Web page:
In this example, removing both reconstruction window 812 and 816 results in a deficient data for reconstruction purposes, whereas deleting 812 and relocating 816 as described above may lead to a suboptimal correction. As an alternative solution, a new reconstruction phase of 45% corresponding to windows 1002, 1004 and 1008, is recommended as shown in
Other aspects are now described.
In the illustrated embodiment, the operator identifies the premature heart cycle within the ECG signal. In an alternative embodiment, the processing component 132 automatically identifies anomalous heart cycles via a premature heart cycle detector 156. In one instance, the processing component 132 prompts the operator for confirmation. In another instance, an automatically identified anomalous heart cycle is automatically considered to be an anomalous heart cycle.
In the illustrated embodiment, the operator provides a desired cardiac phase. In an alternative embodiment, the processing component 132 automatically recommends reconstruction windows and/or a reconstruction phase based on the ECG signal and anomalous signal without user input regarding a desired cardiac phase.
In another embodiment, the processing component 128 automatically locates anomalous heart cycles, selects an optimal reconstruction phase based on an anomalous heart cycle, and generates reconstruction windows for each heart cycle. Optionally, the processing component 128 automatically invokes reconstruction of the reconstruction data set.
In the above description, the new phase is recommended only when there is insufficient data. It is to be appreciated that in an alternative embodiment an additional new phase is always recommended. In one instance, this increases the chances of obtaining a good reconstruction.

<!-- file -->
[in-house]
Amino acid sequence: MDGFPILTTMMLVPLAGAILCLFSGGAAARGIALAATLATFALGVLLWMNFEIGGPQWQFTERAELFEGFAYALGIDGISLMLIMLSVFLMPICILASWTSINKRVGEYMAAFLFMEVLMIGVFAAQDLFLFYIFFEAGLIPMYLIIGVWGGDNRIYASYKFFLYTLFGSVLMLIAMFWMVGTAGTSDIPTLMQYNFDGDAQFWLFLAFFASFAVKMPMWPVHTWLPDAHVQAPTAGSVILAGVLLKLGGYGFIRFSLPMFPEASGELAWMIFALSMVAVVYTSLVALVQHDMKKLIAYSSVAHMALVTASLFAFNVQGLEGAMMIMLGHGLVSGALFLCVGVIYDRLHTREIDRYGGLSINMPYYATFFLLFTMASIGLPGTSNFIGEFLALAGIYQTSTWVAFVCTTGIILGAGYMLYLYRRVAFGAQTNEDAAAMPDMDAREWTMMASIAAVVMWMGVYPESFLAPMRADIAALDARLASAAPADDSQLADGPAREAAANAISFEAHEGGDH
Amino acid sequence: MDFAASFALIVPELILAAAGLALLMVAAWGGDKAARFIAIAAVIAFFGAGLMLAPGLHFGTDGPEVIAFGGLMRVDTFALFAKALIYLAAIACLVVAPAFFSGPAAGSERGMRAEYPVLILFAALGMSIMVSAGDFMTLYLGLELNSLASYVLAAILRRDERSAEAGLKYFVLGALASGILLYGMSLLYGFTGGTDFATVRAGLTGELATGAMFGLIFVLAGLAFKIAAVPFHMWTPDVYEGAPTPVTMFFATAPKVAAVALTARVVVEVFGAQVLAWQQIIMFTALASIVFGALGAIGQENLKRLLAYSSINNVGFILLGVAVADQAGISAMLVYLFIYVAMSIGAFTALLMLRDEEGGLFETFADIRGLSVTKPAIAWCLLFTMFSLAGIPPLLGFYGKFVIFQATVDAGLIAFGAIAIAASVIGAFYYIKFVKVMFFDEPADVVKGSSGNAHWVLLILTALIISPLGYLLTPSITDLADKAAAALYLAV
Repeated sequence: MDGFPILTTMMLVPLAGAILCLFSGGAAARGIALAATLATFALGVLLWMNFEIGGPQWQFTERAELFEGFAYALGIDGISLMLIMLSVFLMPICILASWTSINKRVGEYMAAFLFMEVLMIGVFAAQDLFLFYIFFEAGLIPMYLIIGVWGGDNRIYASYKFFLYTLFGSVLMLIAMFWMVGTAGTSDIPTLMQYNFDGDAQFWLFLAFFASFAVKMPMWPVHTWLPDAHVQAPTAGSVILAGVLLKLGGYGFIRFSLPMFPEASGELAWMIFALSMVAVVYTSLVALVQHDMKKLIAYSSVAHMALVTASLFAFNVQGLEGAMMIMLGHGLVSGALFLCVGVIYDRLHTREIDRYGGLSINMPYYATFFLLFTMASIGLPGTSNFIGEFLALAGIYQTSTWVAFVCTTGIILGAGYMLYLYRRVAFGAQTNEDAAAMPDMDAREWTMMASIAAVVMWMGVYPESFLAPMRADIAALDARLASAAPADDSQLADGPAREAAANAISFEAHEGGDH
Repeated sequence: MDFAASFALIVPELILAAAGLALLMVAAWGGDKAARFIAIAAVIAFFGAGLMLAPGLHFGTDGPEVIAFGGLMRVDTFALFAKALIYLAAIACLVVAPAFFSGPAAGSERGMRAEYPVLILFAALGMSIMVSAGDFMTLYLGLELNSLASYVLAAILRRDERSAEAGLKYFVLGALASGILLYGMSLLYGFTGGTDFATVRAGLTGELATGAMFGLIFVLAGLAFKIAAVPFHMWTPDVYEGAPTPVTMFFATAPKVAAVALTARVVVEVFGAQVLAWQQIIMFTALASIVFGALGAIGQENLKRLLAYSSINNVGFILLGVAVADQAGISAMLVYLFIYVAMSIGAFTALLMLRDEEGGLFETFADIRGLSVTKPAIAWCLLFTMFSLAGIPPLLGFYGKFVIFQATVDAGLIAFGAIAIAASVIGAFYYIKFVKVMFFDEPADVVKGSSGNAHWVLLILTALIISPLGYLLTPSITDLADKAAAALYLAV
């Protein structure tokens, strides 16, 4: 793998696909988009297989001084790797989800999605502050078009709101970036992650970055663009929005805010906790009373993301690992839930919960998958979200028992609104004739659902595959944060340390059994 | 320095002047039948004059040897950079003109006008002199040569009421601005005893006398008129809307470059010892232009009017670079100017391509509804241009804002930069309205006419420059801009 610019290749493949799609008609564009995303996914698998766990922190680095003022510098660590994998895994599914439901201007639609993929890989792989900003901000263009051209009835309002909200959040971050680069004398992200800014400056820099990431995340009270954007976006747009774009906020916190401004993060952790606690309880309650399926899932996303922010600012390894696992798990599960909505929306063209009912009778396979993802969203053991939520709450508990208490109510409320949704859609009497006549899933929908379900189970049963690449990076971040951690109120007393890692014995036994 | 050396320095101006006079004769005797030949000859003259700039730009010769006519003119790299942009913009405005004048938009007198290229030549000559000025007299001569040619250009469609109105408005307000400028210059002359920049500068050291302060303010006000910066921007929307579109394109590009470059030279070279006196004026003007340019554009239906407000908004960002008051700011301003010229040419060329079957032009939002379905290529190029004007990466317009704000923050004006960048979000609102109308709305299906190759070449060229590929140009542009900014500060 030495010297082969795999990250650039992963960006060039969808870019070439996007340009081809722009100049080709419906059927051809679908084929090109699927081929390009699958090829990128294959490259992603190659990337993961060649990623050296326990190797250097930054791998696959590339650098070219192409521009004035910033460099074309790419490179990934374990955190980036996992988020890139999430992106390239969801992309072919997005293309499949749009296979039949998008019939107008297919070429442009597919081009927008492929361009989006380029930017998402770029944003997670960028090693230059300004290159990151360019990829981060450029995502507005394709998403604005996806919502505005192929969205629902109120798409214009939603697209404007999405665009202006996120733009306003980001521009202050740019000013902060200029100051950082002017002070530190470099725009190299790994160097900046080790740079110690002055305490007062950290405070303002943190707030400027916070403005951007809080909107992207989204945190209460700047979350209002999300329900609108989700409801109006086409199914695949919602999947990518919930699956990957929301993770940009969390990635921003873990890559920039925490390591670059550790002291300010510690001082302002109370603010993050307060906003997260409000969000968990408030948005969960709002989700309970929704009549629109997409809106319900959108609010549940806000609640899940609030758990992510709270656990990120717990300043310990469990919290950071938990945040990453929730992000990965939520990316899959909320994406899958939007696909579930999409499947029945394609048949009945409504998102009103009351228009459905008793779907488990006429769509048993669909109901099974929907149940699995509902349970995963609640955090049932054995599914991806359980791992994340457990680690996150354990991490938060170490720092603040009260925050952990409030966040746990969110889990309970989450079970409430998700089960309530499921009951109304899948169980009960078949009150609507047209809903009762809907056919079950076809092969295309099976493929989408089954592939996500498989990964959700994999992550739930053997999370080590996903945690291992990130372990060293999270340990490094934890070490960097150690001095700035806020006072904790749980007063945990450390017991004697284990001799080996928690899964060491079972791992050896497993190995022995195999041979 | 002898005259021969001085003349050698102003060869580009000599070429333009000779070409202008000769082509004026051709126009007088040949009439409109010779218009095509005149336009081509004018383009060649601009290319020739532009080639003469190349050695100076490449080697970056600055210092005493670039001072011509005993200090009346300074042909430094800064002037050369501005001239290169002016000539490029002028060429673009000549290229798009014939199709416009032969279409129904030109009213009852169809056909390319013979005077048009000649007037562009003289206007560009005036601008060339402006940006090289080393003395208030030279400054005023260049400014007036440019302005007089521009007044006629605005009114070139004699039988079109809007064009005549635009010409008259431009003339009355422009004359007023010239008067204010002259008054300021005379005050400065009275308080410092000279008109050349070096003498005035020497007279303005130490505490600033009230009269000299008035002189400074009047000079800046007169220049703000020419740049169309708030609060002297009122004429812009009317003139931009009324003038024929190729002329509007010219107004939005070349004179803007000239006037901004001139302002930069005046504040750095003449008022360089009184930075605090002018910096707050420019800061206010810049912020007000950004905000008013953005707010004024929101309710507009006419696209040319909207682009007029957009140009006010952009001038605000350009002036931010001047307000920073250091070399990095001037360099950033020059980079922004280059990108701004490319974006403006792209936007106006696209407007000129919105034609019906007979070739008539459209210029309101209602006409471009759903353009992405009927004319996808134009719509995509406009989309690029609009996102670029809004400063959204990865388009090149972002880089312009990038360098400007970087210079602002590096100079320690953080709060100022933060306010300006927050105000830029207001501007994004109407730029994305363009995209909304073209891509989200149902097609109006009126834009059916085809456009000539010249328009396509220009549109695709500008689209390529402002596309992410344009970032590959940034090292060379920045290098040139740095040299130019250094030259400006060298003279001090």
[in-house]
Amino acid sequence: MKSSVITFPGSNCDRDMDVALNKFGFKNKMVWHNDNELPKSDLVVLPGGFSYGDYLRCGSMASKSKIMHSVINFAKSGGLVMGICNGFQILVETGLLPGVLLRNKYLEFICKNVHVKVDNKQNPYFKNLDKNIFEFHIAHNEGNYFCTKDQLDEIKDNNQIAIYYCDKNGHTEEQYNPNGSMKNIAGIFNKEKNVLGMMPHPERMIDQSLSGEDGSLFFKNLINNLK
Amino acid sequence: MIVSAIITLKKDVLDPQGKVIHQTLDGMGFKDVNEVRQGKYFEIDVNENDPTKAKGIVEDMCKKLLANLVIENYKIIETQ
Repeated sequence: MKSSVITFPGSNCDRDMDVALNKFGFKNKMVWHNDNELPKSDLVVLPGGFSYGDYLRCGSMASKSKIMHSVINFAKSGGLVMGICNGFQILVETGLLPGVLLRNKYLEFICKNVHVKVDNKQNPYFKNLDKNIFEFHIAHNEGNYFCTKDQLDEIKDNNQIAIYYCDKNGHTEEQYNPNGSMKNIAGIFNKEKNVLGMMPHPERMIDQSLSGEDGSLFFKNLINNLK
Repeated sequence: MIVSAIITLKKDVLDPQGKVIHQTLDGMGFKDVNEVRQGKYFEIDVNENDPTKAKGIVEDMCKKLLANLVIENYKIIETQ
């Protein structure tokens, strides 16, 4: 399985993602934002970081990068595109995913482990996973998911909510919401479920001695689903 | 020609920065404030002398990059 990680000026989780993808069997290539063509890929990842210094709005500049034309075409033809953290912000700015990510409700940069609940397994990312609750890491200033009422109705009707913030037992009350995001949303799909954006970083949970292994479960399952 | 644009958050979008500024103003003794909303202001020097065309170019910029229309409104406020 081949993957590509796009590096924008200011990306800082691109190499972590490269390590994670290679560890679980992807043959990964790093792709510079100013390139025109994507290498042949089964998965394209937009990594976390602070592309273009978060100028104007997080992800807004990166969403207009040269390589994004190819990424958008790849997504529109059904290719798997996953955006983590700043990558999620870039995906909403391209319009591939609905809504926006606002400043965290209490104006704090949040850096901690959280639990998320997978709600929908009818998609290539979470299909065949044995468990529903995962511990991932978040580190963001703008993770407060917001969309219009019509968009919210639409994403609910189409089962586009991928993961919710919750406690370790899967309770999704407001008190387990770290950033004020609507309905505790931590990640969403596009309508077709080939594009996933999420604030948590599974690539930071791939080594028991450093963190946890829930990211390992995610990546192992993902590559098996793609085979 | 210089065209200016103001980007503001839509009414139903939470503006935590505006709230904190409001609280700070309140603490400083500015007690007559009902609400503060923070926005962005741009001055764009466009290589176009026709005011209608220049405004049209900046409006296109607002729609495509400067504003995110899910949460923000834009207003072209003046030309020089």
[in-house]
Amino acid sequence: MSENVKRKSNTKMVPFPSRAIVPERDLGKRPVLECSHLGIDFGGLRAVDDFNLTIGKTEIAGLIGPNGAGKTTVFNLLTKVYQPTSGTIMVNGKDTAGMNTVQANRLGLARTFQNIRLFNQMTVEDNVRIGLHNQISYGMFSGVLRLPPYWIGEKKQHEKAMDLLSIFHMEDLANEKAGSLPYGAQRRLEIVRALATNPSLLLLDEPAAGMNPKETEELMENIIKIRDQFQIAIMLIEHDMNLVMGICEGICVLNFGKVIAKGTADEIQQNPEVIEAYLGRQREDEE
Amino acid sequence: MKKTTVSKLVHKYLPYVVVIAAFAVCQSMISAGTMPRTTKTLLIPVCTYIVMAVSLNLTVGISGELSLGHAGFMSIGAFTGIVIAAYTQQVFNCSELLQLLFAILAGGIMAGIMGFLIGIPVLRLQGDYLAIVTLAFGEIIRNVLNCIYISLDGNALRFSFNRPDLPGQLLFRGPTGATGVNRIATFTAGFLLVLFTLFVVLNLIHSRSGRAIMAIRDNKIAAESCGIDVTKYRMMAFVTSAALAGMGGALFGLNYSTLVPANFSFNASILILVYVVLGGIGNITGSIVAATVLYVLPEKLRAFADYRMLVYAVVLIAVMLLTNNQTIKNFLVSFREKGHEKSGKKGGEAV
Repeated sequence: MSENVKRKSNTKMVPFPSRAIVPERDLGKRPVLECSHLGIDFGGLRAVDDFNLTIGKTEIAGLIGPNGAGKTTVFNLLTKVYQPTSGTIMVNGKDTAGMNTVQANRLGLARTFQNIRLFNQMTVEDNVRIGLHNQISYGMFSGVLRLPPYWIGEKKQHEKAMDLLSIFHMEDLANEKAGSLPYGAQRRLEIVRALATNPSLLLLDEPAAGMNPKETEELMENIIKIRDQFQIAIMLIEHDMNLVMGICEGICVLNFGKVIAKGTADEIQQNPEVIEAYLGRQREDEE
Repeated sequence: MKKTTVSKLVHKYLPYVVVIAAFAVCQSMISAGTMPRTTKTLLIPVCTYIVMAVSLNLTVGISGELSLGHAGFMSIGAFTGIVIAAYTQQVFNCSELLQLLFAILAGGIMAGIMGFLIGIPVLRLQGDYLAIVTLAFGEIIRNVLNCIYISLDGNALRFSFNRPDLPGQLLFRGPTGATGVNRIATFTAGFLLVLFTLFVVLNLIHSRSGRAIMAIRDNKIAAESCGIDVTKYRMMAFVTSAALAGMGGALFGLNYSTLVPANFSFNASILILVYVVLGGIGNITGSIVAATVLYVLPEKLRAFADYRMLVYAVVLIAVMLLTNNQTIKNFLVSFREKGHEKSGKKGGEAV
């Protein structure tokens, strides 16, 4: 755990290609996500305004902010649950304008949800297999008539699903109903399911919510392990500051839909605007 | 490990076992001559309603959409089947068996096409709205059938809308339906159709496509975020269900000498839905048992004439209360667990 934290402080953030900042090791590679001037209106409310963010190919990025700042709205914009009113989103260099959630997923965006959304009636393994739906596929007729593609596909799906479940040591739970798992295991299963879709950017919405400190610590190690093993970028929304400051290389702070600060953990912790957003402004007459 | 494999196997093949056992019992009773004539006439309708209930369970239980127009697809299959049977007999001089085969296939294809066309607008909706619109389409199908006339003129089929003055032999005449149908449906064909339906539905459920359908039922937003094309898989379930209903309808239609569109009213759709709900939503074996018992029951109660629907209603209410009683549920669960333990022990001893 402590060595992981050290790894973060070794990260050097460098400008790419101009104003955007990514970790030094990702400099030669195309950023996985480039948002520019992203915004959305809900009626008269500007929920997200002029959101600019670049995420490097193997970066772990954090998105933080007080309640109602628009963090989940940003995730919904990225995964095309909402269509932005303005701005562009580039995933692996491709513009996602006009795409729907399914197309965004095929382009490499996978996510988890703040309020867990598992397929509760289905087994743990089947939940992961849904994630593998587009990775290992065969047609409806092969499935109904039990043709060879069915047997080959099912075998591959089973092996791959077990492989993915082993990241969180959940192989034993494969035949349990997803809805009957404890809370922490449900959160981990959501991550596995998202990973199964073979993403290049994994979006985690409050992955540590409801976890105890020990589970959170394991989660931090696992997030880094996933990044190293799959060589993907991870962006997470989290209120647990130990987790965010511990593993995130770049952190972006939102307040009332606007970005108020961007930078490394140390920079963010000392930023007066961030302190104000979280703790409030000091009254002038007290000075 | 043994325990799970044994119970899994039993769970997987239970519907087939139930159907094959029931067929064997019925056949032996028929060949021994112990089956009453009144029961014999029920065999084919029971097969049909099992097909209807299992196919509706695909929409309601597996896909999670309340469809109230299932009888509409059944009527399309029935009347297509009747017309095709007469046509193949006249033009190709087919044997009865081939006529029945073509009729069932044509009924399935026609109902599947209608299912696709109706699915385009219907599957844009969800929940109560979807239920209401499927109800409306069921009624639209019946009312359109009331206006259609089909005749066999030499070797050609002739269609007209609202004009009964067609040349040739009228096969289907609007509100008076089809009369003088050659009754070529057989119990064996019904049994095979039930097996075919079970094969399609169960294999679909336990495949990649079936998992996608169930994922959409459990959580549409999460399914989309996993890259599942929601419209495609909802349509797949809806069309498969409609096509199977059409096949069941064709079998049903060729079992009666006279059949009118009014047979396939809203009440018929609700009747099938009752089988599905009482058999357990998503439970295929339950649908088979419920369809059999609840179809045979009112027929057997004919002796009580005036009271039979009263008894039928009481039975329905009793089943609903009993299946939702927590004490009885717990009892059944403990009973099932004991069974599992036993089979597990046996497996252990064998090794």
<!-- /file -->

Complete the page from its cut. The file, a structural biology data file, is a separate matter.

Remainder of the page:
The processing component 132, including the analyzing component 136, the windowing component 140, and the recommendation component 144, may be implemented by way of computer readable instructions which, when executed by a computer processor(s), cause the processor(s) to carry out the described techniques. In such a case, the instructions are stored in a computer readable storage medium associated with or otherwise accessible to the relevant computer.
Note also that the described techniques need not be performed concurrently with the data acquisition. They may also be performed using a computer (or computers) which are associated with the scanner 100; they may also be located remotely from the scanner 100 and access the relevant data over a suitable communications network such as a HIS/RIS system, PACS system, the internet, or the like.
Applications of the forgoing and variations thereof include, but are not limited to, selecting suitable data for gated CT, magnetic resonance imaging (MRI), nuclear cardiology and three-dimensional (3D) echo studies.
The invention has been described with reference to the preferred embodiments. Modifications and alterations may occur to others upon reading and understanding the preceding detailed description. It is intended that the invention be constructed as including all such modifications and alterations insofar as they come within the scope of the appended claims or the equivalents thereof.
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|U.S. Classification||378/8, 378/4|
|Cooperative Classification||A61B6/032, A61B5/7289, A61B6/503, A61B5/0468, A61B6/541|
|European Classification||A61B6/54B, A61B6/50F|
|May 28, 2009||AS||Assignment|
Owner name: KONINKLIJKE PHILIPS ELECTRONICS N V,NETHERLANDS